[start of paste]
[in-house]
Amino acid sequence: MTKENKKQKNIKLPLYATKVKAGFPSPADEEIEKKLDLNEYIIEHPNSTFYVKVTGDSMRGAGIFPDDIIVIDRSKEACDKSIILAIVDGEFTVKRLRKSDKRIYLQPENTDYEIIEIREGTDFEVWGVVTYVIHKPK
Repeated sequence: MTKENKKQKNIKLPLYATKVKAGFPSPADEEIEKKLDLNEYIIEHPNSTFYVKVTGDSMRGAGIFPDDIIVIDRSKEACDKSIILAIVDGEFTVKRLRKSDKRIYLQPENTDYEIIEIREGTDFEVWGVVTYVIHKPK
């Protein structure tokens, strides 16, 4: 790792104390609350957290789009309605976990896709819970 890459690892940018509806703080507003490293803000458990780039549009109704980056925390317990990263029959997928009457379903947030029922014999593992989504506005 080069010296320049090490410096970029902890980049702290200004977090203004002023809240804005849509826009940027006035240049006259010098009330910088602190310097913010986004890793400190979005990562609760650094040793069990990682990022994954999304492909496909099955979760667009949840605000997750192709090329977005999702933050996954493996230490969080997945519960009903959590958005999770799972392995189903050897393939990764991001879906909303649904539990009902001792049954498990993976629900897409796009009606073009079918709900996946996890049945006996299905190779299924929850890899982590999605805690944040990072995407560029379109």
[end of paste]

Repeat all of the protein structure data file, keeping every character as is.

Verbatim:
[in-house]
Amino acid sequence: MTKENKKQKNIKLPLYATKVKAGFPSPADEEIEKKLDLNEYIIEHPNSTFYVKVTGDSMRGAGIFPDDIIVIDRSKEACDKSIILAIVDGEFTVKRLRKSDKRIYLQPENTDYEIIEIREGTDFEVWGVVTYVIHKPK
Repeated sequence: MTKENKKQKNIKLPLYATKVKAGFPSPADEEIEKKLDLNEYIIEHPNSTFYVKVTGDSMRGAGIFPDDIIVIDRSKEACDKSIILAIVDGEFTVKRLRKSDKRIYLQPENTDYEIIEIREGTDFEVWGVVTYVIHKPK
């Protein structure tokens, strides 16, 4: 790792104390609350957290789009309605976990896709819970 890459690892940018509806703080507003490293803000458990780039549009109704980056925390317990990263029959997928009457379903947030029922014999593992989504506005 080069010296320049090490410096970029902890980049702290200004977090203004002023809240804005849509826009940027006035240049006259010098009330910088602190310097913010986004890793400190979005990562609760650094040793069990990682990022994954999304492909496909099955979760667009949840605000997750192709090329977005999702933050996954493996230490969080997945519960009903959590958005999770799972392995189903050897393939990764991001879906909303649904539990009902001792049954498990993976629900897409796009009606073009079918709900996946996890049945006996299905190779299924929850890899982590999605805690944040990072995407560029379109």